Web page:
Audrey Niffenegger’s Raven Girl is a slim book that straddles categories. I thought it would be a graphic novel. It isn’t, quite. At 75 pages, I’d call it an illustrated novella. Niffenegger, in her Acknowledgments, calls it a new fairy tale. It certainly has fairy tale aspects, especially a “happy ending” that arrives almost out of nowhere, but it goes beyond traditional fairy tales. The book, Niffenegger tells us, was based on a story she created for the Royal Ballet in London, for a new ballet. If I had to pick a word for Raven Girl, I might choose “fable.”
“There once was a Postman who fell in love with a Raven,” the story begins. The postman is middle-aged, lonely and bored. He knows every step of his route in suburban London, and “… yearned to have an adventure, but suspected that he probably wouldn’t.”
In this suspicion, he is wrong. The Postman gets a letter in his bag, to be delivered to Dripping Rock, Raven’s nest, in East Underwhelm, Otherworld, which sends him on a long walk into the countryside. There he finds a raven’s nest on a ledge, filled with noisy fledglings, and one fledgling that has fallen from the nest. He brings her home. The Raven is terrified at first (her brothers yelled to her from the nest that the Postman was a cat — they’d never seen a cat but heard bad things about them). She is prepared to be eaten, but soon is charmed by the Postman’s kindness and gentle ways. The Postman is delighted to have a companion who listens to him, and who talks, even though he is never sure if she is responding or just mimicking. When the Raven is ready to fly he carries her outside and she takes wing. He is sure she will leave him, but the Raven returns. Sure now of their love, the Raven and the Postman marry.
Soon they have a daughter. She looks completely human but will not speak the language of humans, only that of ravens. She wishes she could fly but she has arms and wings, not hands. The Raven tries to persuade her that hands are wonderful things, but Raven Girl is not satisfied.
Raven Girl goes away to the city, to university. Her father has told the college that she is mute, so she communicates by writing notes. Raven Girl longs to fly. She speaks to the city ravens, but they react with distrust because she is obviously human. When she builds a large nest in the middle of her bed, her human roommate thinks she is weird. Raven Girl is an outsider wherever she goes. Then a scientist comes to lecture her biology class and offers a possible solution. It might let Raven Girl fly, but it is very dangerous, and requires her to make a great sacrifice.
In the hands of a lesser stylist, this story could be a train wreck. The simplicity of the tale — common nouns capitalized to become names and so on — successfully re-creates the feeling of a folk tale or fairy tale, but in the second half of the story, Raven Girl’s story, the involvement of the modern world distracts from the story. Laptops and stem cells call the magical part of the story (Raven Girl’s parentage, for example) too much into question. The addition of a human boy, called Boy, who has a crush on Raven Girl is not well integrated into the tale, and his act of violence doesn’t seem well supported. It also seems understandable, and since this is the one villainous act in the story, that weakens his story and its consequences.
Niffenegger, though, is an artist with words as well as a visual artist, and her words, simple, cool and often witty, kept me reading and made the story work almost all the way to the end. Her etchings really carry the book, though. On my first read-through, I didn’t think I cared much for them. I found that they stayed with me and I was picking up the book to leaf through it, stopping at one or two pictures in particular. The introduction of Raven, on Page 15, is one I kept returning to. The Raven looks innocent and vulnerable, and the Postman’s shadow beyond her is ominous. The cover etching, a human child outlined in red inside the shape of a raven, is also compelling. At first glance this seems backwards — Raven Girl feels that she is a raven inside a human, not vice versa — but as the story unfolds we realize that Raven Girl sees her raven nature as bigger, more encompassing. The most intriguing illustration is on Page 63, where Raven Girl’s smile is satisfied and enigmatic at the same time.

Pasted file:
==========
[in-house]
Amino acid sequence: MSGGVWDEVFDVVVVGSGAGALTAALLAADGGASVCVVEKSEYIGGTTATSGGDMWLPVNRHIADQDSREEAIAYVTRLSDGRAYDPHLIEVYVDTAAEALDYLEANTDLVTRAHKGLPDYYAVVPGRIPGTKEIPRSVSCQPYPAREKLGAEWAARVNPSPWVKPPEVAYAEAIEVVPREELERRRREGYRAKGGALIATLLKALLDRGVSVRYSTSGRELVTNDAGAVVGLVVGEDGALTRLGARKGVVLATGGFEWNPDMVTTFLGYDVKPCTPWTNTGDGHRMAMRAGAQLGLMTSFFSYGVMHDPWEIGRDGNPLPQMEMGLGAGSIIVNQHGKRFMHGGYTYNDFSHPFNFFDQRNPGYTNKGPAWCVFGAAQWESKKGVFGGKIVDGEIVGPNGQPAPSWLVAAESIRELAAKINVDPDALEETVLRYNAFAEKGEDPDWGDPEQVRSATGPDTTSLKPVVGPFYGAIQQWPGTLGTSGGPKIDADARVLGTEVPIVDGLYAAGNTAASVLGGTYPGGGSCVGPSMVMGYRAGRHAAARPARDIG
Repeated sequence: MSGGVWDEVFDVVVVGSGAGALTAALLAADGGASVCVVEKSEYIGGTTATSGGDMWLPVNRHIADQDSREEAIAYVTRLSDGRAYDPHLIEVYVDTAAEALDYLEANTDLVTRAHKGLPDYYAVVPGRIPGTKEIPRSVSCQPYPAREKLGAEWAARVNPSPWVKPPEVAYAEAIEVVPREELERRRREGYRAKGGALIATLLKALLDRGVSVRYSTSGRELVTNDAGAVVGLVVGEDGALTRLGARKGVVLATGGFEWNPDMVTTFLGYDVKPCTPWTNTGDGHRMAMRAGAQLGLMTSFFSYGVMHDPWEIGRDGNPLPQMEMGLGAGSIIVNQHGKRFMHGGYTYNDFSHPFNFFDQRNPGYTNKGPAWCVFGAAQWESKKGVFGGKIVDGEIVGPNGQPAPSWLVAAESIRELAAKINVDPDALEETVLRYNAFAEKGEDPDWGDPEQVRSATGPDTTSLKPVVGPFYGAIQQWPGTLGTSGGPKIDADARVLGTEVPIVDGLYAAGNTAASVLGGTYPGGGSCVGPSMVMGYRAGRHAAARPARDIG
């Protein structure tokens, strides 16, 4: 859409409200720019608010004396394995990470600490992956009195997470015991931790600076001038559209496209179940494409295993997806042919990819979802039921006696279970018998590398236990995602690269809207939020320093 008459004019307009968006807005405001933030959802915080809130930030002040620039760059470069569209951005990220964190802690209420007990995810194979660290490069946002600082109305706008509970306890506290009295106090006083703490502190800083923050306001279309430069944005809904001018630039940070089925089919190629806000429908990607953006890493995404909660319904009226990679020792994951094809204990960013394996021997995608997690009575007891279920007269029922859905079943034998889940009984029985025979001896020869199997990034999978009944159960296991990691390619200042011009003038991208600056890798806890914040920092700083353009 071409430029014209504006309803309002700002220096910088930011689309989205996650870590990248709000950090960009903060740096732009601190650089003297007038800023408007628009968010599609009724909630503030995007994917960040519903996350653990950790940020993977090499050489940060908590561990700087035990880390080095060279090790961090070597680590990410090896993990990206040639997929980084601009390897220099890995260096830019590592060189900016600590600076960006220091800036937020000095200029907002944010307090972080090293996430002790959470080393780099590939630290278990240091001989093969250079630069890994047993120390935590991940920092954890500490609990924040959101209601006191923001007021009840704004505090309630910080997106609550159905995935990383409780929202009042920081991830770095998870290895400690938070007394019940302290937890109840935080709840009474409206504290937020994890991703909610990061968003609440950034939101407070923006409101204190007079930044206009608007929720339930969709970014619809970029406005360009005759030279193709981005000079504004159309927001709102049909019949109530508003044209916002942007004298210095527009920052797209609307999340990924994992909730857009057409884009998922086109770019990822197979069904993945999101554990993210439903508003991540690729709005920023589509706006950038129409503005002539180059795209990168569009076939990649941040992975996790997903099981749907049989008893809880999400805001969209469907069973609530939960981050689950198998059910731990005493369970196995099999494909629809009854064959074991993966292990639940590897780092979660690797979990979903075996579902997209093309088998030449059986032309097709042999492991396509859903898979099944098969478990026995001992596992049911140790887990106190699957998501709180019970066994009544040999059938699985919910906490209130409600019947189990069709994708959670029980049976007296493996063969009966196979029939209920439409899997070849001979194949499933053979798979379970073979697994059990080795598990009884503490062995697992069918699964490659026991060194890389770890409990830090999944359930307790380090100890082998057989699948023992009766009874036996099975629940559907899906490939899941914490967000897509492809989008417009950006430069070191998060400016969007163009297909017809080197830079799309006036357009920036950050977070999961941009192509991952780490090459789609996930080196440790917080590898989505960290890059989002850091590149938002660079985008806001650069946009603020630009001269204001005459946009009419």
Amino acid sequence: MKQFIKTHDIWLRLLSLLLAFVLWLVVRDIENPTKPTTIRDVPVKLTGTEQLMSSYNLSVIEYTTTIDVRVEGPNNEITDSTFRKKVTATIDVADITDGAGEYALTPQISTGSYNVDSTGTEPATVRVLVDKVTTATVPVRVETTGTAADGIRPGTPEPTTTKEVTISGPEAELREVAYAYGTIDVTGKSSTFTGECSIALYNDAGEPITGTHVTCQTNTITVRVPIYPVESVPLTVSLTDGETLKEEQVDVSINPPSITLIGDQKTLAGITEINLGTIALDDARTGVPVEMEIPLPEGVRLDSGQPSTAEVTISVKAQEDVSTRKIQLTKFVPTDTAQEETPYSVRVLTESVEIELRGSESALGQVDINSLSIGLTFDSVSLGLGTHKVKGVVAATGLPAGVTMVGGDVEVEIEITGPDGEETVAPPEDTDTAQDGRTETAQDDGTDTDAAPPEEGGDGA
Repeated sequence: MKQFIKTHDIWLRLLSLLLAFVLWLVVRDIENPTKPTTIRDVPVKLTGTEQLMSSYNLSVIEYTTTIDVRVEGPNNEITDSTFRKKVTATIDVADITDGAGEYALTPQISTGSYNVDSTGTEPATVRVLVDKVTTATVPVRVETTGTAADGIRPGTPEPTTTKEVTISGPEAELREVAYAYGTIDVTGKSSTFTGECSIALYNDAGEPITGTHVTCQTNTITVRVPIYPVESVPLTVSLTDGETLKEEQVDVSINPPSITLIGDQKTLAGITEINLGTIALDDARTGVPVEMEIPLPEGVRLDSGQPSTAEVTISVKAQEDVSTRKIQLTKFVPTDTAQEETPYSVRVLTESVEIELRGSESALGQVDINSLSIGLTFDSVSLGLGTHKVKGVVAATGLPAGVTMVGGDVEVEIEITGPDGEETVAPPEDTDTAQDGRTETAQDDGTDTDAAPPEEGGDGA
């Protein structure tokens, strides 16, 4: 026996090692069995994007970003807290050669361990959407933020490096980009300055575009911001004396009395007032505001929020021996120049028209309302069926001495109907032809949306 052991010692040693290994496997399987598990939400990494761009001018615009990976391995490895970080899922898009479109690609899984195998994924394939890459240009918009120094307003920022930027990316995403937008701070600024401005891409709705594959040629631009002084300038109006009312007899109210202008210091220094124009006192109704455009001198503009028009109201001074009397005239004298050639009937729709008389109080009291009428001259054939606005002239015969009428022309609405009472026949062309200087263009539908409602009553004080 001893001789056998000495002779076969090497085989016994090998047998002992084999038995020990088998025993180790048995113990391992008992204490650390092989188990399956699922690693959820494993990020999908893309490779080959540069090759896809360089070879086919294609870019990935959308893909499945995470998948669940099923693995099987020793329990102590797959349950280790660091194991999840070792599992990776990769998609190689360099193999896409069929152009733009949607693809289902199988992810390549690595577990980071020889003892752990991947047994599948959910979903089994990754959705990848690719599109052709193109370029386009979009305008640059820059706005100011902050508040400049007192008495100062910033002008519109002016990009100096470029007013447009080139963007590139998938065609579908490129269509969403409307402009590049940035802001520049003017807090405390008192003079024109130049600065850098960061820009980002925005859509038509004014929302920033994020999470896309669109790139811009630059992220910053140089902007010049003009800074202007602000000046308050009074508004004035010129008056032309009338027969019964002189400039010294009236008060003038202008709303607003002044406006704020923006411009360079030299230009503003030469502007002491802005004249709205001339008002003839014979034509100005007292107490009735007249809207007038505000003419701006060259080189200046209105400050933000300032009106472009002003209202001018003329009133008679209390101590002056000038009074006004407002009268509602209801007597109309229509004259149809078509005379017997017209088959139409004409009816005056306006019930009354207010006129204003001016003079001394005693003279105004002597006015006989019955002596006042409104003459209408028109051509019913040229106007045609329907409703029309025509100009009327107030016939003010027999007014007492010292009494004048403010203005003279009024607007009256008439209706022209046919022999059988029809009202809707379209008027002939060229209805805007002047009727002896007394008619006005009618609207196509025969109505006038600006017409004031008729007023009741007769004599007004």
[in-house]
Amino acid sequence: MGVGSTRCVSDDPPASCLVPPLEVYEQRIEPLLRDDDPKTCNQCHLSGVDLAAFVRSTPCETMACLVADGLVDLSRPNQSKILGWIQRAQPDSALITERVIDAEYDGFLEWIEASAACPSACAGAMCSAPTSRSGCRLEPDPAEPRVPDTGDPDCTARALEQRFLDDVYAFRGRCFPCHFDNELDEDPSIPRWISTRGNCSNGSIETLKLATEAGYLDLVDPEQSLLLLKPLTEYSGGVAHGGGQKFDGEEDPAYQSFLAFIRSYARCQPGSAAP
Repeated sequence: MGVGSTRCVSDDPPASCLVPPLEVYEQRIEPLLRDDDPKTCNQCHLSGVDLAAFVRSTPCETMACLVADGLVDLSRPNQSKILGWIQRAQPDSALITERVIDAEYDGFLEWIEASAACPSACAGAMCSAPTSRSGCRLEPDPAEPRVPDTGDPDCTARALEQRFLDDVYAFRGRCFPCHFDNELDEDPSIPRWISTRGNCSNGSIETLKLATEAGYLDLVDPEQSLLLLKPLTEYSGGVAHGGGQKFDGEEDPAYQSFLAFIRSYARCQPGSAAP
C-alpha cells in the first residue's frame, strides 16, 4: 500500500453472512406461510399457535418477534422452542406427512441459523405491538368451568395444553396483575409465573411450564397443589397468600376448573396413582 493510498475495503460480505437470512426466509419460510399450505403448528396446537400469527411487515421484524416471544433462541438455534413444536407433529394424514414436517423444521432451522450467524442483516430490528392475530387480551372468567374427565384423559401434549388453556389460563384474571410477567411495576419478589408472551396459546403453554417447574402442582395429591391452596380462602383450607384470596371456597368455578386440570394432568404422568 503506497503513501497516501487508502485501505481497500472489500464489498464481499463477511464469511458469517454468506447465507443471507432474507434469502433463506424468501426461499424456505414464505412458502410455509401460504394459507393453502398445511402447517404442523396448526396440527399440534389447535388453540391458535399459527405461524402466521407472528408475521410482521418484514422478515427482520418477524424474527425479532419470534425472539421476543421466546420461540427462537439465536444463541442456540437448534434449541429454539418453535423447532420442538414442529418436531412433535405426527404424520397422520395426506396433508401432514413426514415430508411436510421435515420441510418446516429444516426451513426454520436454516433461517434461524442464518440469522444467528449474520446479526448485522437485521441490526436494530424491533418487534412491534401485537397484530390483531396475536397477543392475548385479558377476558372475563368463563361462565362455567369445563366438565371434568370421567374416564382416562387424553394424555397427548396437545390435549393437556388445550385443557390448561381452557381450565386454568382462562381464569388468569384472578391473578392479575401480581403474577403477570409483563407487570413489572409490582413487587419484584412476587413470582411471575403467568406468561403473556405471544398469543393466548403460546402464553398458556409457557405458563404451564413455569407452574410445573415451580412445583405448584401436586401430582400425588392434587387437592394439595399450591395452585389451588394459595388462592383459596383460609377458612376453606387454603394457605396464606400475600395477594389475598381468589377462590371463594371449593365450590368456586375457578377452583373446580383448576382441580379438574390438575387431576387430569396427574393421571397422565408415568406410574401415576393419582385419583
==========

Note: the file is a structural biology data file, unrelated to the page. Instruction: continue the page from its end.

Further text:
The book is a bit of a high-wire act and the writing and the art are good enough that even the wobbles and near-spills look interesting. I do not believe in the ending, however, and Niffenegger’s comment in her Acknowledgments that “fairy tales have their own remorseless logic and their own rules,” is no excuse. She is a good writer. The come-from-nowhere ending could have been better established in at least two places in the story. I don’t think this story can tolerate too close an examination of its themes either; the Postman could be described as abducting the Raven, and the Boy who reacts to what he sees as a shocking mutilation is punished for it. In this sense, the “fairy tale” story probably works, since many of Grimm’s original stories had morals that seem incomprehensible now.
Abrams ComicArts has a reputation for creating beautiful books, and Raven Girl is no exception. Niffenegger uses a monochromatic background for each illustration, and the book carries forward that theme. The cover is charcoal gray, accenting the red line of the child. The end papers feature drawings of ravens in flight, and there is a raven on the back cover. The glossy paper brings a subtle sheen to the drawings.
Raven Girl has some problems, but it is lovely and thought-provoking, and certainly can be read as an allegory for anyone who believes they are an outsider.